Methane is scarcely profitable when it is far away from gas-collection pipeline networks, which could get it to market. Natural gas prices have fallen dramatically in the last decade as domestic production from shale formations using fracking technology has surged. In fact, because U.S. gas production is near a historic high, prices are likely to stay near where they are now – low. That lowers producers’ incentives to get economically marginal methane to market.

But gas prices in a complex market depend on lots of factors, key among them being where the gas is located. Today, the U.S. looks to become a significant exporter (by shipping it as liquefied natural gas) to regions of the world even hungrier for it than the United States is. So pipelines and terminals matter. Also, to be commercially useful, gas must often be processed to purify it.

When drillers bring up crude oil, it often includes some gas. This is why you often see gas being flared from remote – or not-so-remote – petroleum production facilities. What you will not see (unless you have the special instruments environmentalists want to launch aloft) is the large amount of gas that leaks unnoticed from leaky fittings (“fugitive” emissions) or is being deliberately vented.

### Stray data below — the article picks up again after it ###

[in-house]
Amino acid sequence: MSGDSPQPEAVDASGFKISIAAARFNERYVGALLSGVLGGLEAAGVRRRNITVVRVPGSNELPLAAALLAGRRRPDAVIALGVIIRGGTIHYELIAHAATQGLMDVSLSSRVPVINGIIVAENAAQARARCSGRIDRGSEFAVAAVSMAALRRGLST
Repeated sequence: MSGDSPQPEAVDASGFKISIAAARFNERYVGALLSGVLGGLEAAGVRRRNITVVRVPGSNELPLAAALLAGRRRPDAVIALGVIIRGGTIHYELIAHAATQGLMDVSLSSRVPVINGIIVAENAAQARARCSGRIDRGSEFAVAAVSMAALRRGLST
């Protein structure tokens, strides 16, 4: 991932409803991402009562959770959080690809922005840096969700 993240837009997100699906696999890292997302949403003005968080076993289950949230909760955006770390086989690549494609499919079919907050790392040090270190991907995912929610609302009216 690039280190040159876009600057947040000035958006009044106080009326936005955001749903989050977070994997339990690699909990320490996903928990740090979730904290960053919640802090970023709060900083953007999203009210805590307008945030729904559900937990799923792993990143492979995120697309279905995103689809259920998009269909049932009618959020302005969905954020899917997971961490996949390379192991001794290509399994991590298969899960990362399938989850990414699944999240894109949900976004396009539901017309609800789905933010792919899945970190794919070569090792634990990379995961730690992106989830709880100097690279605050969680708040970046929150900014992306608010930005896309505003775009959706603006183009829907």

EPA Methane Rule

EPA originally published its rule to control methane emissions from oil and gas facilities in June 2016. Once Scott Pruitt came in as administrator (and President Trump signed an executive order), EPA moved in April 2017 to stay and delay the rule’s effect. Then the whole argument went to court.

The case tests the legality of a key Trump administration tactic – delaying a rule’s effect rather than repealing or replacing  it outright. To repeal or replace a rule takes another rulemaking, a time-consuming process with an uncertain outcome. Under Pruitt and other Trump agency heads, this administration seized on the delay gambit as an expedient. But it has not held up well in court.

In July 2017, nine of the 11 judges on the U.S. Court of Appeals for the District of Columbia ruled that the delay tactic was unlawful and that EPA would have to enforce the Obama methane rule while it went through a new rulemaking. Many Republicans side with the oil industry in opposing the rule. The House even voted in September 2017 (mostly on party lines) to block funds to carry it out. Since then, EPA has tried another gambit by amending the rule. Since then, 14 states led by New York have this month gone to court pushing to enforce the Obama EPA methane rule.